I released the March issue of the Forbes Growth Investor yesterday to my subscribers. Here is the front-page commentary:
For many months, market watchers had been wondering what had happened to the risk premium. Investors seemed to have no fear of risk. Volatility had all but disappeared. But all that changed on Feb. 27. For reasons that are not completely clear, investors decided in mass they didn't like risk anymore. They sold stocks like crazy and bought bonds. Down volume on the New York Stock Exchange was 100 times larger than up volume. The system that tracks the Dow fell behind because trading volume was too much for it to handle. When it finally caught up, investors were shocked to see the Dow down by more than 500 points. Stocks did manage to gain some of that back by the end of the trading day, but the Dow still closed 416 points lower. As for bonds, the credit risk premium expanded as the yield on the 10-year Treasury note plummeted to 4.5%. Just two weeks earlier, it had been above 4.8%.
When stocks fall this much in a single day, inquiring minds want to know why. The media hunt for pundits and put them on the spot. What was the catalyst? If I were superstitious I would say it had something to do with the fact that I had lunch that day with Robert Shiller, author of "Irrational Exuberance," the book that correctly called a market top in 2000. But there are other explanations. Some blamed the selloff in New York on the selloff in China that immediately preceded it. Others said stocks fell because former Fed Chairman Alan Greenspan suggested a day or two earlier that a recession was possible by the end of the year. Still others blamed the selling on a disappointing durable goods report that came out that same morning. And at least one reporter said traders were telling him the plunge was in response to a failed attempt by the Taliban to assassinate Vice President Richard Cheney. (I am sure, however, that these traders were not suggesting a successful attempt would have caused a rally.)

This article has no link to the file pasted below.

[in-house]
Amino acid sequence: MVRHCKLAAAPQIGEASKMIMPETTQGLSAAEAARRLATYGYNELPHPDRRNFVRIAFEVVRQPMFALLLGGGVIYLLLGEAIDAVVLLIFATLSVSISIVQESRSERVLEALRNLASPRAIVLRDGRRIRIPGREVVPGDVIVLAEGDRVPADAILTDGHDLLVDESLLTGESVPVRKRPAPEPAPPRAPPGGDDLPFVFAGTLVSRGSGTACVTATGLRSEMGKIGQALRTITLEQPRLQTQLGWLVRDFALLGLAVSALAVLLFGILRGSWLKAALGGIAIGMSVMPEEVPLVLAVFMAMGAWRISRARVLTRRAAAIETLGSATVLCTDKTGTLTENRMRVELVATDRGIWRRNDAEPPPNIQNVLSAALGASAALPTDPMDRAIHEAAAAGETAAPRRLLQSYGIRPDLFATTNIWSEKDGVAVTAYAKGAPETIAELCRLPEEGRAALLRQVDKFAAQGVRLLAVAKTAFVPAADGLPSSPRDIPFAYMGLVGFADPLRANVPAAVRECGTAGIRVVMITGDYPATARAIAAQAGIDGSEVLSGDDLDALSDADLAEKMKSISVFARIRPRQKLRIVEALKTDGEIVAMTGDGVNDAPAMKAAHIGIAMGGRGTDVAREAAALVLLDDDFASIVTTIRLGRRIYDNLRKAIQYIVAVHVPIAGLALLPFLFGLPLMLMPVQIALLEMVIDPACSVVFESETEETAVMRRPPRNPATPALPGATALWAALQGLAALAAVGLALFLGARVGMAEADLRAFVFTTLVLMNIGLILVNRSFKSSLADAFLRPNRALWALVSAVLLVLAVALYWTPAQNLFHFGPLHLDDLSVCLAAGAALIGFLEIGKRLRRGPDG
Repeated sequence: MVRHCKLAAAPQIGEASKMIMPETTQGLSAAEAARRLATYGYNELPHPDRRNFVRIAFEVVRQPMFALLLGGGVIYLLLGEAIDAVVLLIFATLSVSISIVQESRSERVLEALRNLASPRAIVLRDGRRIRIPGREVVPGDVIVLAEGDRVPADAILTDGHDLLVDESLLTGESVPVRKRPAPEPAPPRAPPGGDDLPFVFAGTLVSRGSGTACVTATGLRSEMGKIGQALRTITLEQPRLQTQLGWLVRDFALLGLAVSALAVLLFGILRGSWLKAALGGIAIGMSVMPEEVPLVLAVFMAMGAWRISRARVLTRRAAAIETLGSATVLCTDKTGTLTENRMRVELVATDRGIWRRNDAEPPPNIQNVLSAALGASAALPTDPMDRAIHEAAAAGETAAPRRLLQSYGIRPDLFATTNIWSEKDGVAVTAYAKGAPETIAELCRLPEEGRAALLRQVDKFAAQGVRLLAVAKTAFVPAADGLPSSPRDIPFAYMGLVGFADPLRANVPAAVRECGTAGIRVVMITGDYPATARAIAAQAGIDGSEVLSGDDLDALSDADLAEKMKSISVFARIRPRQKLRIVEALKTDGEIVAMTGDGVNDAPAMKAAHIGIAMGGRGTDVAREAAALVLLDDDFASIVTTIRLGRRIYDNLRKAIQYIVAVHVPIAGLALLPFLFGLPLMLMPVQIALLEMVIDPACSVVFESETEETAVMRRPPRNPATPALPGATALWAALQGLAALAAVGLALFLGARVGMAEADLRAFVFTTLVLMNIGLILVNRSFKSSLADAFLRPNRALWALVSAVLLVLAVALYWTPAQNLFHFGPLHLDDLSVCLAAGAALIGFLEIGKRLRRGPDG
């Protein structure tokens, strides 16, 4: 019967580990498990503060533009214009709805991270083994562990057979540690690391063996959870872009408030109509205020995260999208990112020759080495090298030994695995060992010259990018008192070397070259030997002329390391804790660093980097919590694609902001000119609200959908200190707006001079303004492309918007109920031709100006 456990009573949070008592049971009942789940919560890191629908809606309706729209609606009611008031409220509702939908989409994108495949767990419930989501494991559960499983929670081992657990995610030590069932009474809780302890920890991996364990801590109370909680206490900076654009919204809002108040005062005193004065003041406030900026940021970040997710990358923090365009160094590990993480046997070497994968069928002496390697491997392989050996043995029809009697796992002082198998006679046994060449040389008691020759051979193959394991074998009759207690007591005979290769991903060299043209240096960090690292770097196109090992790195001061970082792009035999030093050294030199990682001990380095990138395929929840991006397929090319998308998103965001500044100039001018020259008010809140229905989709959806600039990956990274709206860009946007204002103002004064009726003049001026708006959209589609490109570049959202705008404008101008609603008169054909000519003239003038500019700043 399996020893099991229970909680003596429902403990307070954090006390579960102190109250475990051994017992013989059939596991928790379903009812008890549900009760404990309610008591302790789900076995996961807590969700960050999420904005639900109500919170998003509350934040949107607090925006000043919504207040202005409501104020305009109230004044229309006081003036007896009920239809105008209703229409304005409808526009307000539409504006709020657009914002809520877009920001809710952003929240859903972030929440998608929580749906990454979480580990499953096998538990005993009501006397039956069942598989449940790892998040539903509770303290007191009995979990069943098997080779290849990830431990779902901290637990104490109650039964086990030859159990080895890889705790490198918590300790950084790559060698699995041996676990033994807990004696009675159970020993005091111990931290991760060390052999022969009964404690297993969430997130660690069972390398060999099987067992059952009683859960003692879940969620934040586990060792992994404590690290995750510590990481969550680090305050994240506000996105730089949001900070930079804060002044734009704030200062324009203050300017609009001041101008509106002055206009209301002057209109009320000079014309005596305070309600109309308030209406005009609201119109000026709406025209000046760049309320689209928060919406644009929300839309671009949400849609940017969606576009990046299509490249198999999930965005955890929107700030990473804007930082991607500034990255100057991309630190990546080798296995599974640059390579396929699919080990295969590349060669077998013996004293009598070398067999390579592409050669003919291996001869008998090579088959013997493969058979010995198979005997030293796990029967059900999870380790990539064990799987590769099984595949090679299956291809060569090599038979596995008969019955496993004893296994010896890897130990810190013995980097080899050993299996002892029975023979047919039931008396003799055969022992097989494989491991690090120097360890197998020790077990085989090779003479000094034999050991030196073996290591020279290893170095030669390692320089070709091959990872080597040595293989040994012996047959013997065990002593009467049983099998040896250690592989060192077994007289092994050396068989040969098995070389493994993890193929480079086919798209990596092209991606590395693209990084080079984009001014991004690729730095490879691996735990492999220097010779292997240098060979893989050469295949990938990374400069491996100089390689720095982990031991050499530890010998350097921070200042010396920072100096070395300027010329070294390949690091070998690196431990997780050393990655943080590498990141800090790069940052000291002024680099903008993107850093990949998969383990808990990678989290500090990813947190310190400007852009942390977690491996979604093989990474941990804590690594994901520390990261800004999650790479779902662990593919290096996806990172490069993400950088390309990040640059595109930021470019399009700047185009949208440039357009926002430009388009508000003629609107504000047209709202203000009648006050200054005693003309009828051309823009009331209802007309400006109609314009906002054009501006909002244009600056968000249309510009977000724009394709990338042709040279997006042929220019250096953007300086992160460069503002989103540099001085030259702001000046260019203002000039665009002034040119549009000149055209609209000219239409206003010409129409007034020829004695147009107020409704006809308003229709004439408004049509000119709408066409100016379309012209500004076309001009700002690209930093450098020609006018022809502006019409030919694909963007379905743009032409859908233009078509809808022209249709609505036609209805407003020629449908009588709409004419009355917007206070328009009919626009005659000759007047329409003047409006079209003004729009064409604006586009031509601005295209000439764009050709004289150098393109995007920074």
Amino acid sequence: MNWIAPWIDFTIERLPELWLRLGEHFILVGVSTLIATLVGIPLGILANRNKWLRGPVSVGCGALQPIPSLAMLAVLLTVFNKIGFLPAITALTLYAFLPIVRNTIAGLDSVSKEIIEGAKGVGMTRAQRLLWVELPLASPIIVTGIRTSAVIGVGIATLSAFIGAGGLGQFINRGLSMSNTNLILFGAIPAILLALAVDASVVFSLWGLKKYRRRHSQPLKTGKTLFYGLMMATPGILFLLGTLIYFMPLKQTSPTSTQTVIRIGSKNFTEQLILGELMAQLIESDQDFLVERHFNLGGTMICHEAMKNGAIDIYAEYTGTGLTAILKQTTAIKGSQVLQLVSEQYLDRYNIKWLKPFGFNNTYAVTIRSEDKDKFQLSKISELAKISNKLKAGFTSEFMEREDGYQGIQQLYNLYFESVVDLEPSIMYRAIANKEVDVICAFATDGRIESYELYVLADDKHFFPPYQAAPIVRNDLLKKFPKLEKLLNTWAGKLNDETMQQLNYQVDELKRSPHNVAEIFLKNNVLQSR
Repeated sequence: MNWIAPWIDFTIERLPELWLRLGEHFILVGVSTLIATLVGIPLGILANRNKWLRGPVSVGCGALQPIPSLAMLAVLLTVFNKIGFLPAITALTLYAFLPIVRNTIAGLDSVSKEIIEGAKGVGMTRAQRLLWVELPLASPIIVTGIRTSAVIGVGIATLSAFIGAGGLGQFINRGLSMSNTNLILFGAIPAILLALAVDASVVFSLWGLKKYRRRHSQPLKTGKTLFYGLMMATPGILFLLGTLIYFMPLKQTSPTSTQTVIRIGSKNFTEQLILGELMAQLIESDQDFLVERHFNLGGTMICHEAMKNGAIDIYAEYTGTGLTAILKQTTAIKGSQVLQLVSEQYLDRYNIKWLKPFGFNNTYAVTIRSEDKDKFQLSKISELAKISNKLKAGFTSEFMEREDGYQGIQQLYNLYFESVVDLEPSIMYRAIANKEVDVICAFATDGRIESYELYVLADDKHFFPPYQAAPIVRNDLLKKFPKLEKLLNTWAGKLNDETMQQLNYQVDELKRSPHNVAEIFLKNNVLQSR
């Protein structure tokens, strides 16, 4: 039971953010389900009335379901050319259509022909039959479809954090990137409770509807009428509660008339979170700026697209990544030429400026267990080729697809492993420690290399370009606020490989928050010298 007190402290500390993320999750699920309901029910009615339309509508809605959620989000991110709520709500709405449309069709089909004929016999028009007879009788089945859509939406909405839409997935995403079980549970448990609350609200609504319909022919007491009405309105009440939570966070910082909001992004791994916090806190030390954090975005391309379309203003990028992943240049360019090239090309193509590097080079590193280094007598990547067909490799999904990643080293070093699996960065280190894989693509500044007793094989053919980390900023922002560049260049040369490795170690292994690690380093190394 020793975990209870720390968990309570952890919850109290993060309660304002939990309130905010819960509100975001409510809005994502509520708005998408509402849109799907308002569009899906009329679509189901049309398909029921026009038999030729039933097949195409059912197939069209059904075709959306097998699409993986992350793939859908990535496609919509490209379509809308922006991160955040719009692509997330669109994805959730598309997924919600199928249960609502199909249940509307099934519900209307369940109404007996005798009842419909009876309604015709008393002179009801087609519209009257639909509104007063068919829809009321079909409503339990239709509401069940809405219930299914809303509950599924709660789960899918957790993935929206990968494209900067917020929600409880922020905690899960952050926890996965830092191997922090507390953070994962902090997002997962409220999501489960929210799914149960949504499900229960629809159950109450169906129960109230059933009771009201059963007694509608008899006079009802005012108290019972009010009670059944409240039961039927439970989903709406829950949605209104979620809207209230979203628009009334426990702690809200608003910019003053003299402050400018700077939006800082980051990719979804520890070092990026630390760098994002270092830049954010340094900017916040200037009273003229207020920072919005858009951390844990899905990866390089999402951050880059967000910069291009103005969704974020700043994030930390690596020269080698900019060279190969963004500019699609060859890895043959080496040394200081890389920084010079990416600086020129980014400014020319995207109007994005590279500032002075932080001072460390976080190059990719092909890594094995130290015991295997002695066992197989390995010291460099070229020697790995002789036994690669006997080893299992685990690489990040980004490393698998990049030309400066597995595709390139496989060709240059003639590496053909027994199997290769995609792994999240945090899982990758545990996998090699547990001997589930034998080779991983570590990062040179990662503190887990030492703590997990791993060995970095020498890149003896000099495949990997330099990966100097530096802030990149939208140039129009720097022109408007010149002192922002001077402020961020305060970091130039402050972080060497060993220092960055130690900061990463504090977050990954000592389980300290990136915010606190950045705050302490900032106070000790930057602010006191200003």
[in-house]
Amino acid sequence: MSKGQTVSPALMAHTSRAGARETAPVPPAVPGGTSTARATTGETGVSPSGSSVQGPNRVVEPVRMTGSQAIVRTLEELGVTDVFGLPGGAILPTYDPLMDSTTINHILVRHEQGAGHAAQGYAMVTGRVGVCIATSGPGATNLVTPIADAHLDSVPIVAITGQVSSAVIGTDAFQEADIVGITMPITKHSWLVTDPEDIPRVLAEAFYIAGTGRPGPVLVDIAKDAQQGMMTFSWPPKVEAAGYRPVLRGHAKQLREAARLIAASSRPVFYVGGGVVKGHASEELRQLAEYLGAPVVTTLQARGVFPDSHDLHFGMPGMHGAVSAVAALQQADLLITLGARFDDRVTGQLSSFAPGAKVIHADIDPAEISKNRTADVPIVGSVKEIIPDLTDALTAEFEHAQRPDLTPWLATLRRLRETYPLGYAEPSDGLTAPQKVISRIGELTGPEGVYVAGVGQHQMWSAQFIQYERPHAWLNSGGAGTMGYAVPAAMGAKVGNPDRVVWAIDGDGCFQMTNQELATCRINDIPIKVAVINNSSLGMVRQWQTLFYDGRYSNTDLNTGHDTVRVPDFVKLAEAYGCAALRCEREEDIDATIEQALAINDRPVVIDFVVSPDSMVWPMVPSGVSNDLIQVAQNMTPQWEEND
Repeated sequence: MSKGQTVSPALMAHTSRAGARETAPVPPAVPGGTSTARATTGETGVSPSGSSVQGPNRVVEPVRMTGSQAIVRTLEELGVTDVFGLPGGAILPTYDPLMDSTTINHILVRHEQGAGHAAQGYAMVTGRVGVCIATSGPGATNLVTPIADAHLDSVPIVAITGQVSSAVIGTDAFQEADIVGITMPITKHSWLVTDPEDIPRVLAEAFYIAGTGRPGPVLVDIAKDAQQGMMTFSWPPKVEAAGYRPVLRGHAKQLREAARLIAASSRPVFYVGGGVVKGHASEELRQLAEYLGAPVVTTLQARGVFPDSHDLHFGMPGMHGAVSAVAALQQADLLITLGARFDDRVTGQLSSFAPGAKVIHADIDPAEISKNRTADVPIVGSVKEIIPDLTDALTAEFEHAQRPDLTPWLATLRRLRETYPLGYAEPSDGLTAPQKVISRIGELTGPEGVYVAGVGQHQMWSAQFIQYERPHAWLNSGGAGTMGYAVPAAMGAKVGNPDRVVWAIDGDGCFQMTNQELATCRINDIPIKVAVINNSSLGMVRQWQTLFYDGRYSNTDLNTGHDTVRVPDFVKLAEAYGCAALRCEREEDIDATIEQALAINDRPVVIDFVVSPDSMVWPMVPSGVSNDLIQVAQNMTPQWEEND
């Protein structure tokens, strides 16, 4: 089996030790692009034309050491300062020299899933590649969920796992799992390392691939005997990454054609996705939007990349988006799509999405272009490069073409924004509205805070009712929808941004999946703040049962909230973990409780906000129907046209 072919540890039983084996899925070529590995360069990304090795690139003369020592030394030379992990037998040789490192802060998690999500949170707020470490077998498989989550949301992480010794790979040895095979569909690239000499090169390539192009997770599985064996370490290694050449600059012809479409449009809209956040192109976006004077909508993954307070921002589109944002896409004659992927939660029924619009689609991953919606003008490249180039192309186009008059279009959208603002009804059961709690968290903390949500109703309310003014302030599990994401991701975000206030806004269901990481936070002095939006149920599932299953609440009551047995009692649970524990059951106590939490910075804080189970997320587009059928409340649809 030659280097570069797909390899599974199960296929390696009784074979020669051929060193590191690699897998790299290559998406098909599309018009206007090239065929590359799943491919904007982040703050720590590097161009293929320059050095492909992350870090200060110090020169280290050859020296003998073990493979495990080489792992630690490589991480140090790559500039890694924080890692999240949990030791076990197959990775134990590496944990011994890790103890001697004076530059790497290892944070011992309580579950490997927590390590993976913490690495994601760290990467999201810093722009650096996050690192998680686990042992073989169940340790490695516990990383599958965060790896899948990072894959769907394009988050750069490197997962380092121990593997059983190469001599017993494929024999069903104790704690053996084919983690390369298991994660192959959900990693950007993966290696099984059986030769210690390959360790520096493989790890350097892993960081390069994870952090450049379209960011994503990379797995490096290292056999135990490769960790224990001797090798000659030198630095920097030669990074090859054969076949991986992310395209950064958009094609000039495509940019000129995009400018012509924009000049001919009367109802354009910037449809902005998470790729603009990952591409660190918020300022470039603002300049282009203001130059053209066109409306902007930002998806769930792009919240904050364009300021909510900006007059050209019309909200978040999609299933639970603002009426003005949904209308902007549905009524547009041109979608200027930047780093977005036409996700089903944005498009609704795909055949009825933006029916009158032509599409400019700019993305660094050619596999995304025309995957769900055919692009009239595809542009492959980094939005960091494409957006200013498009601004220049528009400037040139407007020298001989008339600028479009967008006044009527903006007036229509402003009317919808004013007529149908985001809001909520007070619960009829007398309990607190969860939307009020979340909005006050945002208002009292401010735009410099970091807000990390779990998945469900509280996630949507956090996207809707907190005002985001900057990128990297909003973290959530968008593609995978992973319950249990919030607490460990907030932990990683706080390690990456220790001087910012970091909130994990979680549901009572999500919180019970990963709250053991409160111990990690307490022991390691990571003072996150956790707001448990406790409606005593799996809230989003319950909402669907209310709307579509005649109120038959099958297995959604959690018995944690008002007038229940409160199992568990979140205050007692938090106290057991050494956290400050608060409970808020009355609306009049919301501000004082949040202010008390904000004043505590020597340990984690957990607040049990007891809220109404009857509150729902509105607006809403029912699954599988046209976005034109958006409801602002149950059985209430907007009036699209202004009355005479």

Investors were understandably anxious the following morning. Yet stocks stabilized and even inched a little higher at the open even though the Commerce Department said it was revising down its fourth quarter GDP growth estimate to 2.2% from 3.5%. Investors even shrugged off evidence of further weakening in housing as January new home sales plummeted 20% year-over-year and 16% from the prior month. Stocks gained steam when Fed Chairman Ben Bernanke began his testimony to Congress. He expressed strong concern about entitlement programs and deficits, yet investors focused more on statements relating to interest rates. Bernanke said economic growth should remain at moderate levels, which was interpreted to mean that further rate hikes are unlikely. Many traders were disappointed, however, that by the time the markets closed, the Dow had managed to get back only 52 points of the previous day’s loss.
Where do stocks go from here? The signs are troubling. I said in our December issue that rising volatility would be a negative indicator. The CBOE market volatility index, commonly referred to as the VIX, has suddenly reached levels not seen since last July. Oil prices are another concern. After falling back to $50 per barrel, they are now comfortably above $60. And although some say former fed chairmen should keep their opinions to themselves, it is not good news that Alan Greenspan is talking openly about a possible recession. All these factors are making at least a few institutional investors nervous. Individual investors should exercise caution as well.